The US Navy plans to develop its new fleet of unmanned submarines as little robotic troublemakers in the early stages of a conflict, giving enemy fleets a headache.
The Orca-class extra-large unmanned underwater vehicles (XLUUVs) will have a large payload bay that can carry and deploy mines and other payloads, allowing standard attack submarines to focus on direct engagement with the adversary. Orcas might potentially be sent on more dangerous missions that the Navy would be hesitant to put a sub with a human crew on. On April 28, 2022, the first Orca was christened in Huntington Beach, California. It will begin in-water testing this summer.
The Orcas, which have a 34-foot-long payload bay, will be used to deliver mines and other unidentified payloads to the undersea battleground.
The US Navy has placed an order for five Orcas, four of which will be operational, and the fifth will be used as a test vehicle. Each Orca is a tiny diesel-electric submarine, making the XLUUVs the Navy’s first non-nuclear-powered submarines in more than 60 years. The Orcas don’t have a sail, giving them a torpedo-like look, although they can erect a sensor and communications mast from the hull’s surface. Each of the Orcas as 80 tons. The Navy has kept quiet about the sensor packages, top speed, range, and other details.
Orca is a larger version of Boeing’s XLUUV prototype for the Echo Voyager. The Echo Voyager is 50 tons, has a range of 6,500 miles, a top speed of eight knots, and can dive to a maximum depth of 11,000 feet. The payload bay on the Echo Voyager measured 34 feet long. Orca is likely to be faster and more capable of sailing longer distances than her predecessor.
The Mk.-67 submarine-launched mobile mine is now the leading contender for the Orca’s payload bay (SLMM). The SLMM is based on the Mk.-37 heavyweight torpedo, a guided torpedo from the 1960s. Hammerhead, a novel submarine-delivered mine based on the Mk.-54 lightweight anti-submarine torpedo, is designed to intercept enemy submarines.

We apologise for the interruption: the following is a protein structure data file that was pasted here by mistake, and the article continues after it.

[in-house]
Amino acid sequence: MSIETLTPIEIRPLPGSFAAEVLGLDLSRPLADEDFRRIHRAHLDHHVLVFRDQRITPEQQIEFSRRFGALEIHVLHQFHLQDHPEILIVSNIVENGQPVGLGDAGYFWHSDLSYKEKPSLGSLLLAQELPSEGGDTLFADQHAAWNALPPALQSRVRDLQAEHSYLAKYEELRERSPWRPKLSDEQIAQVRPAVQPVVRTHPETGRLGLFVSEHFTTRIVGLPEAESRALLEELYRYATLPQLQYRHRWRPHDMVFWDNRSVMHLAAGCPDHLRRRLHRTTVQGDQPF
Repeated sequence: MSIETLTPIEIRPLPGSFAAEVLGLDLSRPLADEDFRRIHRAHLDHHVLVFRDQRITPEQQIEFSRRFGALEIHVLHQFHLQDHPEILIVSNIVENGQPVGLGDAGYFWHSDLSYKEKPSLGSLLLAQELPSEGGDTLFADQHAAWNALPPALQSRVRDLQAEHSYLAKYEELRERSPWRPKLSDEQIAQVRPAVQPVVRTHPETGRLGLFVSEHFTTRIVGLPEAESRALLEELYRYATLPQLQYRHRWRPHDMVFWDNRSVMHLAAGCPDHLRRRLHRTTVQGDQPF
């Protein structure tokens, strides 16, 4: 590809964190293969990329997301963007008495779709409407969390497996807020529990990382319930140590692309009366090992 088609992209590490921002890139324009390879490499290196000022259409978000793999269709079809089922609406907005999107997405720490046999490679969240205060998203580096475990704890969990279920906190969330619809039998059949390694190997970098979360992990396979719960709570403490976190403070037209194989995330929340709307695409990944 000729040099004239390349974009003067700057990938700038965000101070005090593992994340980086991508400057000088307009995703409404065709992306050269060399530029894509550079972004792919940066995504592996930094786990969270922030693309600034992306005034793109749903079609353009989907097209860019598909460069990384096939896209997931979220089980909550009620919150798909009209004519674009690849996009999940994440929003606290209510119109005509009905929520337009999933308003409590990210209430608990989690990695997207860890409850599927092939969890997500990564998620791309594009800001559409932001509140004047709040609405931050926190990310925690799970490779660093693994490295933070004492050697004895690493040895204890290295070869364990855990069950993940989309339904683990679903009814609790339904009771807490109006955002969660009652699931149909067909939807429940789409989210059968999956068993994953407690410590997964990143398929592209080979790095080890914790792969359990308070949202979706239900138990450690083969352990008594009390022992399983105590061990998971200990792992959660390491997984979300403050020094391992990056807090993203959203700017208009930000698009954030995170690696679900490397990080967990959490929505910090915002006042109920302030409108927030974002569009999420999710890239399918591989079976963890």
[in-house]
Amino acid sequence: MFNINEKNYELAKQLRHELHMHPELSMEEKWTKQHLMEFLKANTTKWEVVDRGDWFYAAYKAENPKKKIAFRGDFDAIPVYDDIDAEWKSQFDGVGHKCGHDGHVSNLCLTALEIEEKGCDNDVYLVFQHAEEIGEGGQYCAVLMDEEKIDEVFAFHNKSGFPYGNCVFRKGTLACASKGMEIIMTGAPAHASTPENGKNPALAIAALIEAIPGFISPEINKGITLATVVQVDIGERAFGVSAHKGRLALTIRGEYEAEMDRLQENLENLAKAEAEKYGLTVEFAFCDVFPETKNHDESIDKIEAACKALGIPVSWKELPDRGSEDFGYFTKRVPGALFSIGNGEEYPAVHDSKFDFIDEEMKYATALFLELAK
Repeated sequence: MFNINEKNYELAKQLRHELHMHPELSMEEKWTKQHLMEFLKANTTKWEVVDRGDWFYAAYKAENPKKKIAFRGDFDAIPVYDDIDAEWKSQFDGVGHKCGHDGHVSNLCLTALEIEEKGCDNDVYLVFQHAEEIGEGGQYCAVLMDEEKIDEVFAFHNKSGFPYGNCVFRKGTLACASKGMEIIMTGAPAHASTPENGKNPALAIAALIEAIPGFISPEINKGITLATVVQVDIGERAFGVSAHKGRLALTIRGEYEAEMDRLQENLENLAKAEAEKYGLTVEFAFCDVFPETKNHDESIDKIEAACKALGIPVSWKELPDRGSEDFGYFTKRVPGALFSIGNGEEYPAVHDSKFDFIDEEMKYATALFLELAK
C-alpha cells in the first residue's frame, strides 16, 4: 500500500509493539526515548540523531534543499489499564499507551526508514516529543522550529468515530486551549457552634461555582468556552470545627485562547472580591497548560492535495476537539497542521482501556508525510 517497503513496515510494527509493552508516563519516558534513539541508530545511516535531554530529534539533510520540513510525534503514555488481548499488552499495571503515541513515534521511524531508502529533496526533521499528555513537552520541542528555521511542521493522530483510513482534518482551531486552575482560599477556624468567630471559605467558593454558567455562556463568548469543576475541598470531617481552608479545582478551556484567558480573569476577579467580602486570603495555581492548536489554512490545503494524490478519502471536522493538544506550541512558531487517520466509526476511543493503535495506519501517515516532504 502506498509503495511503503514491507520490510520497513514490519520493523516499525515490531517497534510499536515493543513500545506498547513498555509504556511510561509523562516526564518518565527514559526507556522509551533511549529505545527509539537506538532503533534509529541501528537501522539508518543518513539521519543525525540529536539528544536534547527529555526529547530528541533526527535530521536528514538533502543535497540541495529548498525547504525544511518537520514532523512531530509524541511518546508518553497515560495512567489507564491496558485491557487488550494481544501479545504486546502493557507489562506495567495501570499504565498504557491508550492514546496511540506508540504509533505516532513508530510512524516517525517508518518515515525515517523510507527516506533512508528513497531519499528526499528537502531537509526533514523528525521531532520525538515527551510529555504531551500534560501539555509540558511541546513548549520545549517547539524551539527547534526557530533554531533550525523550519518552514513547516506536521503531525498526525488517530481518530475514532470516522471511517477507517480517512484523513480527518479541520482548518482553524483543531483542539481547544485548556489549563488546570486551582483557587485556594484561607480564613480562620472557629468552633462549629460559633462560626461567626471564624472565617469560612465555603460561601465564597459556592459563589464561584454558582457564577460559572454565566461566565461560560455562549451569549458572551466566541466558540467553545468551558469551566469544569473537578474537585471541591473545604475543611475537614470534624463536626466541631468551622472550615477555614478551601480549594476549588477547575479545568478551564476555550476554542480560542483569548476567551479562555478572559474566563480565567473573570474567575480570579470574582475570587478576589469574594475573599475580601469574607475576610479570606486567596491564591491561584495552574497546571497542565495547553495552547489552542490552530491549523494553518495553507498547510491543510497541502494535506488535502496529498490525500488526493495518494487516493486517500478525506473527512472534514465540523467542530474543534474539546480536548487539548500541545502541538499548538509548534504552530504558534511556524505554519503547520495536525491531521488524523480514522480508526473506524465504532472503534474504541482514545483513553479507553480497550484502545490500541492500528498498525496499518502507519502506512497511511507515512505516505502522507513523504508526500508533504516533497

The Navy might modify the Hammerhead to engage surface ships, with the advantage that an Orca could carry many more of the smaller, more current Hammerheads than the larger, outmoded SLMM. It’s also possible that a top-secret program is working on a larger, direct replacement for the SLMM.
The Orca XLUUVs are self-contained drones that can travel to specific areas independently. Orcas can raise their masts once they arrive, acquire fresh orders from the Navy, and then continue with the mission. For example, a mission could be to plant mines along the path of a Chinese invading force threatening Taiwan. If China decides to attack, there are just a few potential landing places, and seeding the beaches is difficult.
The Navy would be able to be more daring with its mine-laying tactics if it could dispatch an uncrewed submarine to lay a minefield. Orca, a small, hard-to-detect drone, might take more chances by evading hostile anti-submarine forces and planting explosives closer to enemy territory. Orcas might lay explosives in the East China Sea’s Miyako Strait, a popular passage for Chinese Navy aircraft carriers and other surface ships. Orcas could sneak up on enemy forces and plant explosives at the entrances of harbors, bays, and other safe-havens.
Minelaying would be just one aspect of a strategy, but the capacity to reach closer to the beach would give an American warfare strategy more depth.
Orcas, along with manned submarines, aircraft carriers, cruisers, destroyers, P-8 Poseidon patrol planes, and other US military assets, would constantly threaten and harass enemy ships, foiling their plans and reducing their alternatives until the only true option is to not go to sea at all.
The Navy’s 53 assault submarines will be able to focus on other objectives, such as following and sinking enemy ships, by delegating the minelaying mission to drones. The SLMM drones are carried in the torpedo bay of a submarine and ejected through the torpedo tube. Only 25 torpedoes, Sub-Harpoon anti-ship cruise missiles, and mines can be carried on the Virginia-class assault submarines. The Virginias can focus their payloads on torpedoes and missiles now that they are free of the mining role.
The only way the Navy will be able to increase the size of the fleet in any meaningful sense is to build a vast number of drones, both above and below the surface of the water. The “Ghost Fleet,” which is less expensive but still quite capable, will augment crewed surface ships to provide extra firepower, sensor range, and overall options. However, don’t expect the “ghosts” to make human crews obsolete just yet—the Navy still need people to make all decisions.